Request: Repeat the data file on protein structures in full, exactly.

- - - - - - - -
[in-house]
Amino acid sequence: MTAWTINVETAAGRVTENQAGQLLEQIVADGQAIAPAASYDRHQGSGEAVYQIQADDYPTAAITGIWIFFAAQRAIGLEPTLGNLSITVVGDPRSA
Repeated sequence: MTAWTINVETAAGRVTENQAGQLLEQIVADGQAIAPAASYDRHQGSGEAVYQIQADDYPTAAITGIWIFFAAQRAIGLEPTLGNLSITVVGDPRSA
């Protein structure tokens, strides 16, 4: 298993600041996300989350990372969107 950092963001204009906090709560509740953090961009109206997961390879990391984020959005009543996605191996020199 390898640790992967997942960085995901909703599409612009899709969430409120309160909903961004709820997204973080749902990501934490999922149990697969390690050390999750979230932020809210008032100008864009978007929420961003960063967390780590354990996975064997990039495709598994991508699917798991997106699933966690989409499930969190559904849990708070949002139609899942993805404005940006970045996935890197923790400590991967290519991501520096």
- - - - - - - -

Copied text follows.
[in-house]
Amino acid sequence: MTAWTINVETAAGRVTENQAGQLLEQIVADGQAIAPAASYDRHQGSGEAVYQIQADDYPTAAITGIWIFFAAQRAIGLEPTLGNLSITVVGDPRSA
Repeated sequence: MTAWTINVETAAGRVTENQAGQLLEQIVADGQAIAPAASYDRHQGSGEAVYQIQADDYPTAAITGIWIFFAAQRAIGLEPTLGNLSITVVGDPRSA
């Protein structure tokens, strides 16, 4: 298993600041996300989350990372969107 950092963001204009906090709560509740953090961009109206997961390879990391984020959005009543996605191996020199 390898640790992967997942960085995901909703599409612009899709969430409120309160909903961004709820997204973080749902990501934490999922149990697969390690050390999750979230932020809210008032100008864009978007929420961003960063967390780590354990996975064997990039495709598994991508699917798991997106699933966690989409499930969190559904849990708070949002139609899942993805404005940006970045996935890197923790400590991967290519991501520096």